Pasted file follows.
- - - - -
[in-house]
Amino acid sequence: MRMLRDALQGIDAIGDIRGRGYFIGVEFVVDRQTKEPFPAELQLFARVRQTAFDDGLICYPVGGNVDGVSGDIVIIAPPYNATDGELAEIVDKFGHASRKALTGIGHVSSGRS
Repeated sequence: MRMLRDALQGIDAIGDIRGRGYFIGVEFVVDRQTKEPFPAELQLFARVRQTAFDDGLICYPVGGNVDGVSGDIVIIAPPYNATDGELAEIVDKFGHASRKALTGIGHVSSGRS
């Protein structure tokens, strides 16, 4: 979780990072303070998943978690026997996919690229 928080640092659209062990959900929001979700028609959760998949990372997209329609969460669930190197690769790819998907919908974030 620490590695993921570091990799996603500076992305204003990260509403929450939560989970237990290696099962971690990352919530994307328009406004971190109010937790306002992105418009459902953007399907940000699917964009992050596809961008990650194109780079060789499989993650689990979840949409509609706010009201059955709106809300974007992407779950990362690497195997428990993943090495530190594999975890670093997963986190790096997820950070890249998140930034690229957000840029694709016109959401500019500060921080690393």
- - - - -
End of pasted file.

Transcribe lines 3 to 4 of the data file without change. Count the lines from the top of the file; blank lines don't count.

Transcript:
Repeated sequence: MRMLRDALQGIDAIGDIRGRGYFIGVEFVVDRQTKEPFPAELQLFARVRQTAFDDGLICYPVGGNVDGVSGDIVIIAPPYNATDGELAEIVDKFGHASRKALTGIGHVSSGRS
């Protein structure tokens, strides 16, 4: 979780990072303070998943978690026997996919690229 928080640092659209062990959900929001979700028609959760998949990372997209329609969460669930190197690769790819998907919908974030 620490590695993921570091990799996603500076992305204003990260509403929450939560989970237990290696099962971690990352919530994307328009406004971190109010937790306002992105418009459902953007399907940000699917964009992050596809961008990650194109780079060789499989993650689990979840949409509609706010009201059955709106809300974007992407779950990362690497195997428990993943090495530190594999975890670093997963986190790096997820950070890249998140930034690229957000840029694709016109959401500019500060921080690393």